Eigenmann collaborates on chapter in book

by Randy Gonzales
HAYS, Kan. -- Dr. Connie Eigenmann, associate professor of communication studies at Fort Hays State University, and Dr. Trisha Capansky, assistant professor of technical communications at University of Tennessee-Martin, collaborated on a book chapter which will be published in "Electronic Communication in Developing Countries: Explanatory Theory" in spring 2016.

The chapter "Ugandan Cellular and Internet Usage: Changing Health Care and Education Needs" looks at the changes occurring in Uganda's population as the country continues to increase usage of information and communication technologies (ICTs). The Ugandan study is built on previous works exploring shifts in socio-economic and cultural practices brought about by technology.

Much of Uganda's push toward connectedness is a result of the Uganda Communications Act of 1997, drafted not long before the Ebola virus spread through the country, causing the largest Ebola outbreak in history. Early findings presented in this study indicate mobile phone and Internet access in Uganda were not only instrumental in minimizing the death toll of the recent Ebola outbreak, but ICTs are also tools for educating Ugandans about other health-related practices and quality-of-life issues.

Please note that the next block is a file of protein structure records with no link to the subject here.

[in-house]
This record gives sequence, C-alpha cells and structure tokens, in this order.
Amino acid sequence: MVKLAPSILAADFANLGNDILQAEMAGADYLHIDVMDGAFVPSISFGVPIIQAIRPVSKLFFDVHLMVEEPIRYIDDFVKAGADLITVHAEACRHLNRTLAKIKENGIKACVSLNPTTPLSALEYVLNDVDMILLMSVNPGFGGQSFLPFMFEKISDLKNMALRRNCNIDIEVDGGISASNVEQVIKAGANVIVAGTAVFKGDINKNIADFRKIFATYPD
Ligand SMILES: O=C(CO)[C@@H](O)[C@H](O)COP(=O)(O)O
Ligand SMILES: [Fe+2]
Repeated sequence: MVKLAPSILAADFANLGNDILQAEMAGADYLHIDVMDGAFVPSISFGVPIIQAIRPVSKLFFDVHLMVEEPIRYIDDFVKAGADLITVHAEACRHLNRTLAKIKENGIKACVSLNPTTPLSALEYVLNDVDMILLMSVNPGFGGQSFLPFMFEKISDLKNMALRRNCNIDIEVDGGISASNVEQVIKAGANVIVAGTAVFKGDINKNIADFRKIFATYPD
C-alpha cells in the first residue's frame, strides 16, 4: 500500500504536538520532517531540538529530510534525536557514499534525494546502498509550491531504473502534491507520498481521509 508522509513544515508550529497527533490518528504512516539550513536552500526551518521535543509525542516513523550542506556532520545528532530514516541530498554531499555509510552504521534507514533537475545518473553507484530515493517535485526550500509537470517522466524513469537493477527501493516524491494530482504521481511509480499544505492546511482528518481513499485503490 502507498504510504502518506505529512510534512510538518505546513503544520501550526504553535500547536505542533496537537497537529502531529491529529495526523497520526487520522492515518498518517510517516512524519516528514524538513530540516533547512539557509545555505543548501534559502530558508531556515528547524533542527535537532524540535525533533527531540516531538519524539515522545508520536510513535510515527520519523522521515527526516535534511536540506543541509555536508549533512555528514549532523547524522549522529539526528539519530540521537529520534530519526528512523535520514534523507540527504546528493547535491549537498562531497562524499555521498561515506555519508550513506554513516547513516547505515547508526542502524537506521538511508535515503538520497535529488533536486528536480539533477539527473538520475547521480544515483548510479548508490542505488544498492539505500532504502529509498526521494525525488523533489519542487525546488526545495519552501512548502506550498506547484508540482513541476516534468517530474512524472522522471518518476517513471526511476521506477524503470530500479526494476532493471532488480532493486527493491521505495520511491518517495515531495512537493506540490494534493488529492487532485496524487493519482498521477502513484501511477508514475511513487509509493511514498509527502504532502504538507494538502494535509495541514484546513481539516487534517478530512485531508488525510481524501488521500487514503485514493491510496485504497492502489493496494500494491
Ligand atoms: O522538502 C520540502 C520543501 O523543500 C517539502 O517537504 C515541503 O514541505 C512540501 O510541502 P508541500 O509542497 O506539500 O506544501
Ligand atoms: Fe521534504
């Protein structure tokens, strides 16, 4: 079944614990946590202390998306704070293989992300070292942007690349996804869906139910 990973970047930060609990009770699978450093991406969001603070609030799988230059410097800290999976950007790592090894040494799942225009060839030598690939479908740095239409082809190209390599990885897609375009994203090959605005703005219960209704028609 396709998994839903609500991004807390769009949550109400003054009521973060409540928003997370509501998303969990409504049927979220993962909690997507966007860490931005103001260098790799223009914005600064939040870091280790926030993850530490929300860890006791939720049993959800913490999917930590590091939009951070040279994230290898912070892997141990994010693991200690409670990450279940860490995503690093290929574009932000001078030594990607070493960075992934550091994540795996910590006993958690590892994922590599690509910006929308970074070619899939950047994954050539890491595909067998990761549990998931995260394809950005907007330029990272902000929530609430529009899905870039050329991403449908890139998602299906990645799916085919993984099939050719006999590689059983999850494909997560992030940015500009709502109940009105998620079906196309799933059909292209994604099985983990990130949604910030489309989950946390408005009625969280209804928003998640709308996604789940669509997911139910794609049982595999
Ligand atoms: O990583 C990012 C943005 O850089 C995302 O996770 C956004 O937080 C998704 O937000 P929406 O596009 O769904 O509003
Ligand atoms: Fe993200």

Eigenmann was the editor of volume 2 of the book. Also involved were 17 Fort Hays State graduate student chapter authors, two undergraduate student chapter authors and two undergraduates who received research experience.

This second volume in a series called "Global Studies" covers developing countries as they use electronic means of communication. It reports FHSU student research in the Department of Communication Studies.

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